If you run through the Lincoln Park Zoo early enough in the morning, you might be greeted by the sound of the lions roaring. Today, I was met by silence. As I approached the Lion House, I could see him perched on a rock overlooking his small kingdom. He was so beautiful, I stopped and faced him. When he found me staring, he stared right back. He called my bluff, and I looked away.
When something so powerful takes you in, it’s unsettling. In the moment, I retreated… but later, I held my ground.
After a long day at a rowing regatta with my son, I returned home to find that Swenny had been drinking. I confronted him. When he denied it, I let it go. Until I could not.
Last week, in putting together the pieces of his recovery plan, I encountered more than one challenge. Two local addiction treatment centers have no inpatient space available, and one now has a waiting list for their outpatient programs. This caused me to delay the meeting I had anticipated all week.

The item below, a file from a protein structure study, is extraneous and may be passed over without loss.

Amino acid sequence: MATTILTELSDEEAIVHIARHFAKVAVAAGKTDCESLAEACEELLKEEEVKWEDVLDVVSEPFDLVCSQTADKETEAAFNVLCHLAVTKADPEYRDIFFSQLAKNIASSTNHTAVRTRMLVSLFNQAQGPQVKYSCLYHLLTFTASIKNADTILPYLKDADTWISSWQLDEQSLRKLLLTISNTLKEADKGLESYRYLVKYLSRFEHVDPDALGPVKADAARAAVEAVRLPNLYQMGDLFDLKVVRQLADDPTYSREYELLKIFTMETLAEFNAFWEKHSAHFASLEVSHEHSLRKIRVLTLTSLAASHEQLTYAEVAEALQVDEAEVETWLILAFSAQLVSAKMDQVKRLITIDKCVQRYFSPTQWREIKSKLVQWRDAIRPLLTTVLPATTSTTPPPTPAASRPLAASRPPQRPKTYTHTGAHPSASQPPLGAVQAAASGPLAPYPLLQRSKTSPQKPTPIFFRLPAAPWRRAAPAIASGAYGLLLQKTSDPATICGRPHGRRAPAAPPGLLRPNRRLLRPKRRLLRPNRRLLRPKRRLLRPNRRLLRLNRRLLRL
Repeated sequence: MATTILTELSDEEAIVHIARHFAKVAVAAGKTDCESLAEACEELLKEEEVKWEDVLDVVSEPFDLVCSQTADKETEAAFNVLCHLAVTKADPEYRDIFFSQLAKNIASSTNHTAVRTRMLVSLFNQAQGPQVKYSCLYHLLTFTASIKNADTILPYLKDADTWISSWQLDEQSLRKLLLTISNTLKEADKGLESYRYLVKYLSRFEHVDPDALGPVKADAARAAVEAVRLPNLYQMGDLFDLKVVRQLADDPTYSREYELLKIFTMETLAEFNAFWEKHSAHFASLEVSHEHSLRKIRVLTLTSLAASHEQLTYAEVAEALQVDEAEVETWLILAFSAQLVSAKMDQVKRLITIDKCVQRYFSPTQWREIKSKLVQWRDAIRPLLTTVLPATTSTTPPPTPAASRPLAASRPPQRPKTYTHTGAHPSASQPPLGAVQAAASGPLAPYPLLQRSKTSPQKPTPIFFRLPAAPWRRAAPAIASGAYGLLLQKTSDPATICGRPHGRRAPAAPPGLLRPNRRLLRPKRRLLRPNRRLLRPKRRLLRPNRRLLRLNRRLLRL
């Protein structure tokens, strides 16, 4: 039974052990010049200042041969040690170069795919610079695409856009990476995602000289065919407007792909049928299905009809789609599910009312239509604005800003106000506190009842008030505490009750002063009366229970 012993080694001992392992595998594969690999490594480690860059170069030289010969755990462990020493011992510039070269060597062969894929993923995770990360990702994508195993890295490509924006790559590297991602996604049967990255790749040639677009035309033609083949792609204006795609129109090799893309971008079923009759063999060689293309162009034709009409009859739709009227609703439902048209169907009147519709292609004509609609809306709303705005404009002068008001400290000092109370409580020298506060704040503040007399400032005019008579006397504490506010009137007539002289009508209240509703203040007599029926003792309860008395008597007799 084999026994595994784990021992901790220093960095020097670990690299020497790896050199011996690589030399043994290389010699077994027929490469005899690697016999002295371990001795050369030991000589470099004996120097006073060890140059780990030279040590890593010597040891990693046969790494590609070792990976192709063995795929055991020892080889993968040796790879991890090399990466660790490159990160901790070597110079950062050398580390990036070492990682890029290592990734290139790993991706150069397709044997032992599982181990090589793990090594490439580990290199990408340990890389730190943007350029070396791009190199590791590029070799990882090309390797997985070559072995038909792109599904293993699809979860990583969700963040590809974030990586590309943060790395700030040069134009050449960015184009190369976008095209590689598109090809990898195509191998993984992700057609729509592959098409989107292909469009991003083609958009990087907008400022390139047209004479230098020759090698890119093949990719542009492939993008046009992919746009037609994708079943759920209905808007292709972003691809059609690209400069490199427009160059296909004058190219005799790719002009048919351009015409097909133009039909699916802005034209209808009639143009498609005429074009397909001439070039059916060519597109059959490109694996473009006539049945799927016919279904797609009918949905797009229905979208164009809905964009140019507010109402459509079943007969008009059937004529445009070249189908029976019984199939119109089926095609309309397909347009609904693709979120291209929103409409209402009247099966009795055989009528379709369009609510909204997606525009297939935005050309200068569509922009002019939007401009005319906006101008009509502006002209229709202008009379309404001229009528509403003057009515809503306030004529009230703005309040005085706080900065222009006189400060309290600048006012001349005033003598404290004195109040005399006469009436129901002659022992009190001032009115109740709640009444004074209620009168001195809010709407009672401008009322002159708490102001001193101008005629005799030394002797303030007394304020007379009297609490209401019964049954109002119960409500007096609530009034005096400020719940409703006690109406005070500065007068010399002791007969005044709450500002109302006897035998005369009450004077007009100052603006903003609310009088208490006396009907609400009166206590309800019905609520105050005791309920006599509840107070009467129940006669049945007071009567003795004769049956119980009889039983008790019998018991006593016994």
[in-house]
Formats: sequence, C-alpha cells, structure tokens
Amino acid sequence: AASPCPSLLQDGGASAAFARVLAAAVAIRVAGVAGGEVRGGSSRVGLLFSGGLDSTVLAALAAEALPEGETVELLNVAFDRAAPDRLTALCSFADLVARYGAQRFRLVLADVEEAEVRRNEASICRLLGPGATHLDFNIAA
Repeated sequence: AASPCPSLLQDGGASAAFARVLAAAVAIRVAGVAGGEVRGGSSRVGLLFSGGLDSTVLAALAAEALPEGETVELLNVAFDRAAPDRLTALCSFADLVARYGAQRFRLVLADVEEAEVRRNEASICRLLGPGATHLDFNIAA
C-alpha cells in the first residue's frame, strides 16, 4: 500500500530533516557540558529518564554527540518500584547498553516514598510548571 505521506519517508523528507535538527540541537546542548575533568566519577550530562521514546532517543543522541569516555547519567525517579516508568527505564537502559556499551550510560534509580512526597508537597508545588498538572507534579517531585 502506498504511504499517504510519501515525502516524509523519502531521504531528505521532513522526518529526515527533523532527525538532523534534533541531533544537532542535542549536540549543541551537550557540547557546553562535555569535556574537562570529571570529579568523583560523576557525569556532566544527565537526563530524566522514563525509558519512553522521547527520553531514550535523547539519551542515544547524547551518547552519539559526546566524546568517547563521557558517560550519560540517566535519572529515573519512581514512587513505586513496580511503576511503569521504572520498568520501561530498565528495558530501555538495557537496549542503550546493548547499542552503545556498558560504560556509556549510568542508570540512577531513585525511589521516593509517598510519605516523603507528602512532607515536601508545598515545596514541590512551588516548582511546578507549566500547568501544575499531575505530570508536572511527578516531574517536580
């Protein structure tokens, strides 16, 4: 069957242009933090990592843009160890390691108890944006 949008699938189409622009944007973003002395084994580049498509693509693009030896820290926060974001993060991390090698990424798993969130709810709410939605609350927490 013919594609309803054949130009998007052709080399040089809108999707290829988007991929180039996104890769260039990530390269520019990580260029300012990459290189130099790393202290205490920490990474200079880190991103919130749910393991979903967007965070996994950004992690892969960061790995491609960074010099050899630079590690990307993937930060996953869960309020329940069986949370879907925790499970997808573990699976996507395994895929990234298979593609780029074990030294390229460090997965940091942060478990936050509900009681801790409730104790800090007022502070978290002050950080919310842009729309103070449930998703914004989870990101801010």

The secrecy and build up to it had taken it’s toll, so I told him everything I knew to be true. His job is in jeopardy, people who love him are concerned, and those people include our children. Rather than look away, I waited – and waited – for him to respond.
Finally, Swenny said that yes, he has been drinking. And that no, he cannot stop. For the first time, he said he not only knows he needs help, he wants help.
I told him that with this mentor, a recovery plan has been developed that I hope he will follow. When he learned that the plan includes time away from home, he cried. He’s afraid of failure, and I told him that I am, too. And I have little expectation for success.
As we sat together, I felt our grip on each other slipping. Outstretched arms with finger tips barely touching.